“The epiphany was served cold with that final smiley-faced cappuccino. A little teaser of a true connection; A touch of local life during my short visit.”
Most stories in my old Latin textbook took place in the very early years of the first millennium. They described Roman culture through the daily lives of its rulers and their subjects. While I didn’t expect to recognise those characters in the modern city, I was still curious. For a place that’s famous for its past success, what does “when in Rome” really mean today?
I’m not sure that I ever found out.
I actually visited two cities: A Rome that I was part of and a Rome that I managed to snatch a seductive moment with here and there. One was a beautifully organised tribute to a powerful empire that also held true to the more recent notion of the Dolce Vita; the other was a Rome that maybe only locals truly know.
Textbook Rome and the visitor experience
More than most cities I’ve visited, Rome’s must-sees were exactly that. Even with hindsight, it has been impossible to choose a favourite. The Vatican City with its renaissance murals, mammoth art collections and an entire little world within its walls surpassed my expectations.
Exploring the trio of the coliseum, Palatine Hill and the Forum below was one of my best-spent days of travelling. They jumped from my school curriculum into my adult reality with vigour. The textured marble of the temple columns, the visible layout of the emperors’ palace and 1000-year-old architectural details that had hardly worn, were more vivid than any book could be. Rome’s history for me was a journey through the senses. Although oddly, I often felt warmest when sat in its piazzas.
Taking prime position at one of countless outdoor tables, I watched young budget savvy Americans huddled around fountains to munch on freshly baked bread. Smart middle-aged couples shared brief but tender squeezes as the hot afternoons faded into cooler dusks.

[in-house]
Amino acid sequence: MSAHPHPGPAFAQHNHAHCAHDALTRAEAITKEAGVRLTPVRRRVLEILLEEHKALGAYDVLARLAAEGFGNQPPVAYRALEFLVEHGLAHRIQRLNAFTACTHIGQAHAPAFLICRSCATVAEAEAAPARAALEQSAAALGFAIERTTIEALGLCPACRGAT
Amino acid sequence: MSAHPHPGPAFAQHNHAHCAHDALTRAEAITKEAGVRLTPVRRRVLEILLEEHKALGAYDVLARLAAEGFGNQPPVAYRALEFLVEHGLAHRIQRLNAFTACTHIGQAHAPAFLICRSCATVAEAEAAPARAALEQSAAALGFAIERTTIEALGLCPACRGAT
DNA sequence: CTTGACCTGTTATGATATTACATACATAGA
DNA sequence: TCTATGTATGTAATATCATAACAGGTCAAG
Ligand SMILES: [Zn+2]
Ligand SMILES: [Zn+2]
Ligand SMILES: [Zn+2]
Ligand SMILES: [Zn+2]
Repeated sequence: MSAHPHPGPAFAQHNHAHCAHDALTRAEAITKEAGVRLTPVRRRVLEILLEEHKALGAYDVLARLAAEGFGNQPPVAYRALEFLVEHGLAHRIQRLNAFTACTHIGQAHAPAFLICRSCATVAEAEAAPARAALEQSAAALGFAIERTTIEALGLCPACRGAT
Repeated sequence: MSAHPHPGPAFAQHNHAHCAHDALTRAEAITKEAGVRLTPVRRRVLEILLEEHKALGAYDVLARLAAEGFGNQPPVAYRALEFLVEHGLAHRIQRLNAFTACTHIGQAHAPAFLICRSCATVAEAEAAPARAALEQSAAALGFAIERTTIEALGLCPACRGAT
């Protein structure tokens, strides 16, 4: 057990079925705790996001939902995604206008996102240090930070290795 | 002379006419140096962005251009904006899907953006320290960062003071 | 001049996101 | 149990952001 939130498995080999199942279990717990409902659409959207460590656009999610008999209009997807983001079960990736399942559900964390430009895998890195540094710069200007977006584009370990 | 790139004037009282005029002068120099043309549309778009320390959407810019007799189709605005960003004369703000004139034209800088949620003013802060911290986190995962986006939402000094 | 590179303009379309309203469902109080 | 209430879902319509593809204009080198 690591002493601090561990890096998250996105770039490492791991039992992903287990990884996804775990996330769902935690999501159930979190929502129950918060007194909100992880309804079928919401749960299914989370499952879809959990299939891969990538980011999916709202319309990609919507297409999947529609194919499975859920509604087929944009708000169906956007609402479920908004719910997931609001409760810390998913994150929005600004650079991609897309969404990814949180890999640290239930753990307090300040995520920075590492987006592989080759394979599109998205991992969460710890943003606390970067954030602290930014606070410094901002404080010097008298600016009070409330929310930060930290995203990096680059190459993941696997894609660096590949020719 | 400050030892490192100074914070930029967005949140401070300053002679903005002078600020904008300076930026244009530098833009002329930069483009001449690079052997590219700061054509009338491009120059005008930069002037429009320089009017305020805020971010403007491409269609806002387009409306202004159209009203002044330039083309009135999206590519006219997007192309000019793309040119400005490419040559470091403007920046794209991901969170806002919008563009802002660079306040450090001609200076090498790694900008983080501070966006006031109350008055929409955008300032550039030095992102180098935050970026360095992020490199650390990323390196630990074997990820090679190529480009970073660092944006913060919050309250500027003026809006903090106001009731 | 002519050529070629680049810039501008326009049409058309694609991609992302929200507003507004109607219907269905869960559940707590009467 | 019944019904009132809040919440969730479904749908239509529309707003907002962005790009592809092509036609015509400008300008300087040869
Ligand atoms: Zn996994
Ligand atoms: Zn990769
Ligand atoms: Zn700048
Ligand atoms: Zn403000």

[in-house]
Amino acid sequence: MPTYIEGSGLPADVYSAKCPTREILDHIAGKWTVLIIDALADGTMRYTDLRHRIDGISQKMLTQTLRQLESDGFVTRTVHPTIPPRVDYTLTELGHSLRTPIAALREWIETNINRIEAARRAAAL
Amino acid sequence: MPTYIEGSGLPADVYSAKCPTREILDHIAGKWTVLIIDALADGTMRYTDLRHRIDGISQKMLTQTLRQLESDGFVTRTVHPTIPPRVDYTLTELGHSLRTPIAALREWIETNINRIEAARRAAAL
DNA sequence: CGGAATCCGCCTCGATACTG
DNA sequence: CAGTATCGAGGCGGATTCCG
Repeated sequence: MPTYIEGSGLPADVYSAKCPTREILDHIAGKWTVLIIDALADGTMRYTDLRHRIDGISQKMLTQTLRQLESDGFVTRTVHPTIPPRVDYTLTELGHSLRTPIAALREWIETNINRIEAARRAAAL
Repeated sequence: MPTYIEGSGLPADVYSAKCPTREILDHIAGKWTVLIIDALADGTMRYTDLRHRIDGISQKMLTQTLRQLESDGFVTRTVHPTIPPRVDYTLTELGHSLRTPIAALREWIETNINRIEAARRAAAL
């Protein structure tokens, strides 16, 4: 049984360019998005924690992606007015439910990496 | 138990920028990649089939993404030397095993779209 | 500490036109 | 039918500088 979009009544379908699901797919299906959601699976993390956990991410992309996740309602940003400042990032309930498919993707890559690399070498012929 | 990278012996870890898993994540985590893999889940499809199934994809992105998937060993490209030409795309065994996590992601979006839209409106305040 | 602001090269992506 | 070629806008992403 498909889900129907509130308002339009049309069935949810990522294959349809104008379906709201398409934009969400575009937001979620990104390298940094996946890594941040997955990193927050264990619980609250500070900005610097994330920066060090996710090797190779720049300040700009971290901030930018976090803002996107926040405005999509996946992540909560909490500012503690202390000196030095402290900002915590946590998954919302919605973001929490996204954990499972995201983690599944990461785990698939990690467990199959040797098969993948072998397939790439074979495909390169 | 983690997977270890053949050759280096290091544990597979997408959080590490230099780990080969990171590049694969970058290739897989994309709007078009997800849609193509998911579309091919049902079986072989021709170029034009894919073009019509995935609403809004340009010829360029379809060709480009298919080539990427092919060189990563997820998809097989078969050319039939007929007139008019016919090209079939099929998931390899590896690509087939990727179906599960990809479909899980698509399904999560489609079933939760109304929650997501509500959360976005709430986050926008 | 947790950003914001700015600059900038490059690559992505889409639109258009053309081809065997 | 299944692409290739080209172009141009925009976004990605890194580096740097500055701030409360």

Less romantic maybe, but just as fascinating, were the troupes of tours that marched like sightseeing armies behind energetic guides waving tiny little flags. They never looked for a moment like they had done all of this a thousand times before.
The contrast between these temporary, fleeting feet and the permanence of the buildings behind them made me feel strangely content as it played out beyond my glass of chilled Frascati. Even if this wasn’t the real Rome, it was one that I felt comfortable to be part of.
Slightly more at home
I stayed in a suburb not far from The Vatican City. My quirky hostel room, refurbished to mimic the pages of a comic book, overlooked a typical roman avenue. Its pavements alone were wider than most streets in Florence and tall trees that lost their pollen to a biting, early morning breeze lined the road itself.
Slightly removed from the central tourist hotspots, my surroundings were home to a population of dapper lawyers, who downed their espressos at the counter of my local cafe in the blink of an eye, before gliding back out into the street. By my final morning I was only a small sore thumb in this daily skit, and received a smiley face on top of my takeaway cappuccino to prove it.
A short distance away, a pleasant string of restaurants lay in wait to capture weary visitors as they milled away from St Peter’s Basilica. I was tickled to see priests in their dog collars enjoying long lunches alongside me but I questioned it. Wouldn’t they rather escape to their ‘real Rome’ for a while, away from the prying smartphones of photo opportunists? As one of them raised his camera to take a group selfie, I realised that they too were tourists. In 2017 maybe this was the real Rome.
City travel is a contradiction. The constant hustle and bustle and very visible history can make us feel instantly connected but can also give us a false sense of immersion. It took three days in Rome for me to realise this, and the epiphany was served cold with that final smiley-faced cappuccino. A little teaser of a true connection: A touch of local life during my short visit.